Document Detail

Catch-up growth in Malawian babies, a longitudinal study of normal and low birthweight babies born in a malarious endemic area.
MedLine Citation:
PMID:  16109465     Owner:  NLM     Status:  MEDLINE    
INTRODUCTION: Infant growth has not been studied in developing countries in relation to maternal factors related to malaria in pregnancy and maternal illiteracy. OBJECTIVE: To describe growth patterns in infants with low and normal birthweight and determine maternal risk factors for infant undernutrition. METHODS: Babies born in a rural district of southern Malawi were recruited. An infant cohort was selected on the basis of low or normal birthweight. Weight and length were recorded at birth and at 4-weekly intervals until at 52 weeks after birth. Maternal characteristics at first antenatal attendance and delivery were obtained. Odds ratios in univariate analysis were adjusted for birthweight. Factors included in the multivariate regression included maternal illiteracy, season of birth, maternal iron deficiency and number of infant illness episodes. RESULTS: Low birthweight infants were shorter and lighter throughout infancy than either normal birthweight or international reference values. At 12 months, placental or peripheral malaria at delivery (adjusted odds 1.8; 1.0, 3.1), number of infant illness episodes (AOR = 2.1; 1.2, 3.6) and maternal illiteracy (AOR = 2.7; 1.5, 4.9) were independently associated with low weight for age. Maternal short stature (AOR = 1.8; 1.1. 3.2), male sex (AOR = 2.4; 1.4, 4.1), number of infant illness episodes (AOR = 2.6; 1.5, 4.4), and birth in the rainy season (2.1; 1.2, 3.7) were independently associated with stunting. Placental or peripheral malaria at delivery (AOR = 2.2; 1.1, 4.4) and number of illness episodes (AOR = 2.2; 1.1, 4.5) were independently associated with thinness. CONCLUSION: Malaria during pregnancy and maternal illiteracy are important maternal characteristics associated with infant undernutrition. Innovative health/literacy strategies are required to address malaria control in pregnancy in order to reduce the magnitude of its effects on infant undernutrition.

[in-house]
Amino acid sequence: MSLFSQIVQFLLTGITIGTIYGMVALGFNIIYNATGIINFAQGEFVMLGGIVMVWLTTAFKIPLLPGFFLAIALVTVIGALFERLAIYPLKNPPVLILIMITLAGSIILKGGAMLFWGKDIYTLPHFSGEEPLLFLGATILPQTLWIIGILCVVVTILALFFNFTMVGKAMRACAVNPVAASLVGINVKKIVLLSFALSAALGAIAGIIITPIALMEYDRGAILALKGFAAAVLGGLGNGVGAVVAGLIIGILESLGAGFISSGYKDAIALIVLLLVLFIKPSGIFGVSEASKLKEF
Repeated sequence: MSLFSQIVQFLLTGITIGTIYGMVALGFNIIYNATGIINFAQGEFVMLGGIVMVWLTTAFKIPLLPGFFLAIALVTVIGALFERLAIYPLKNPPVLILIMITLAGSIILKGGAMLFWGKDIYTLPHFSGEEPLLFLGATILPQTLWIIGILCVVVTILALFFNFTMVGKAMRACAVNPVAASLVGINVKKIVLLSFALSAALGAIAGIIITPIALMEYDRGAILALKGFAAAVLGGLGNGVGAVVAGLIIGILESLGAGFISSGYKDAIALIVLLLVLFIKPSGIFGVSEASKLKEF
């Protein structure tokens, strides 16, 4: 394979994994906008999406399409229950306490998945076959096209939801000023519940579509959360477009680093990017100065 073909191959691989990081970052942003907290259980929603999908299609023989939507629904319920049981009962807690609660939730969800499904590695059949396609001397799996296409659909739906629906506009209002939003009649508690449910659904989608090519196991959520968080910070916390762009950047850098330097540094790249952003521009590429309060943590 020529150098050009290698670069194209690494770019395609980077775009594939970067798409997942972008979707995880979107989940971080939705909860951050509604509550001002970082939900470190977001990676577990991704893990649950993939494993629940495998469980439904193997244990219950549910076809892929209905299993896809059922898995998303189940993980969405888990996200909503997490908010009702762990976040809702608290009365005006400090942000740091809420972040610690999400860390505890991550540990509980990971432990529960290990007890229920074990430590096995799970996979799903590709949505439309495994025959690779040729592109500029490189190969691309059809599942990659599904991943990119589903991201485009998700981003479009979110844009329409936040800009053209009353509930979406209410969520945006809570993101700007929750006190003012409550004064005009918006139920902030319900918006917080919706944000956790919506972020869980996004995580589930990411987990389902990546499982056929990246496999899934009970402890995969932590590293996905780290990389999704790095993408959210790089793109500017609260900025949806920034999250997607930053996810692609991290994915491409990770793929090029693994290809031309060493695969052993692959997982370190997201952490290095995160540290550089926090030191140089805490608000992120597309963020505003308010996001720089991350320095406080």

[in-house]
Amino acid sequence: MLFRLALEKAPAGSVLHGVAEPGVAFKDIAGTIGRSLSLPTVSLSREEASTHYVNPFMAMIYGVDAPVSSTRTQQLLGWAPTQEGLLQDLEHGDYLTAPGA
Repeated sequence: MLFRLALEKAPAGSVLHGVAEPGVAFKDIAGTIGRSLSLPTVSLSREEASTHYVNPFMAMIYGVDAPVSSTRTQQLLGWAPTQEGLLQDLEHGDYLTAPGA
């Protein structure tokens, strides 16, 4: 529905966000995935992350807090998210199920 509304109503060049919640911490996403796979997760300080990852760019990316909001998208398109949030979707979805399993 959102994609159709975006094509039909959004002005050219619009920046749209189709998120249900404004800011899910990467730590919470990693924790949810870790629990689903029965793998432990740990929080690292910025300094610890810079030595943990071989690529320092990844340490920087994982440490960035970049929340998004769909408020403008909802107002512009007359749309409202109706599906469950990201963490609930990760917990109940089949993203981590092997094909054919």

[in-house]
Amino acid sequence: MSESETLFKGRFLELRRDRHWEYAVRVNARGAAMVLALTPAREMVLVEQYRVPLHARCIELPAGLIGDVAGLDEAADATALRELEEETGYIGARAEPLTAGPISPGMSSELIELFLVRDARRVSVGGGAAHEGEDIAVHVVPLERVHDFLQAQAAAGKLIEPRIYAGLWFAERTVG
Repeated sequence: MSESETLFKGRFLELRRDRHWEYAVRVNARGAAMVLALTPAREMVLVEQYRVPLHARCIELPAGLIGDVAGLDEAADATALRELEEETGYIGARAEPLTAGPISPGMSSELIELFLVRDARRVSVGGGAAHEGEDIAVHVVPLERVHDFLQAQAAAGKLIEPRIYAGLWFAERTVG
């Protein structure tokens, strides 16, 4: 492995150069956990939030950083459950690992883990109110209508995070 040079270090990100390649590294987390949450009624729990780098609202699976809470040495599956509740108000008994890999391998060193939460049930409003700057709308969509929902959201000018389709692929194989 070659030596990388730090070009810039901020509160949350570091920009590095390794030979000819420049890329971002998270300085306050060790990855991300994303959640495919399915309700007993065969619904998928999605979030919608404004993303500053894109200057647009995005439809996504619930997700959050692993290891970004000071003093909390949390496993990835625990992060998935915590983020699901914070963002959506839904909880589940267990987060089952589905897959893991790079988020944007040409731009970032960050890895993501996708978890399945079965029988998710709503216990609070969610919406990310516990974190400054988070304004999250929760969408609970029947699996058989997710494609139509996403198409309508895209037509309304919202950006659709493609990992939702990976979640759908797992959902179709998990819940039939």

B F Kalanda; S van Buuren; F H Verhoeff; B J Brabin
Related Documents :
22020995 - Emotional reactivity in infants with congenital heart defects and maternal symptoms of ...
23209925 - Occurrence of fetal macrosomia rate and its maternal and neonatal complications: a 5-ye...
15731985 - Effect of decreased use of postnatal corticosteroids on morbidity in extremely low birt...
23278185 - Cesarean section 'en caul' and asphyxia in preterm infants.
8506835 - Follow-up of preterm infants treated with dexamethasone for chronic lung disease.
1923105 - Neonatal septicaemia: a changing picture?
Publication Detail:
Type:  Comparative Study; Journal Article; Research Support, Non-U.S. Gov't     Date:  2005-08-18
Journal Detail:
Title:  Early human development     Volume:  81     ISSN:  0378-3782     ISO Abbreviation:  Early Hum. Dev.     Publication Date:  2005 Oct 
Date Detail:
Created Date:  2005-11-23     Completed Date:  2008-07-24     Revised Date:  -    
Medline Journal Info:
Nlm Unique ID:  7708381     Medline TA:  Early Hum Dev     Country:  Ireland    
Other Details:
Languages:  eng     Pagination:  841-50     Citation Subset:  IM    
Child and Reproductive Health Group, Liverpool School of Tropical Medicine, Liverpool, UK.
Export Citation:
APA/MLA Format     Download EndNote     Download BibTex
MeSH Terms
Body Height*
Body Weight*
Infant, Low Birth Weight / growth & development*,  physiology
Infant, Newborn
Longitudinal Studies
Malaria / epidemiology,  physiopathology
Malawi / epidemiology
Multivariate Analysis

From MEDLINE®/PubMed®, a database of the U.S. National Library of Medicine

Previous Document:  Economic analysis of a phase III clinical trial evaluating the addition of total androgen suppressio...
Next Document:  Stabilizer choice for rapid dissolving high potency itraconazole particles formed by evaporative pre...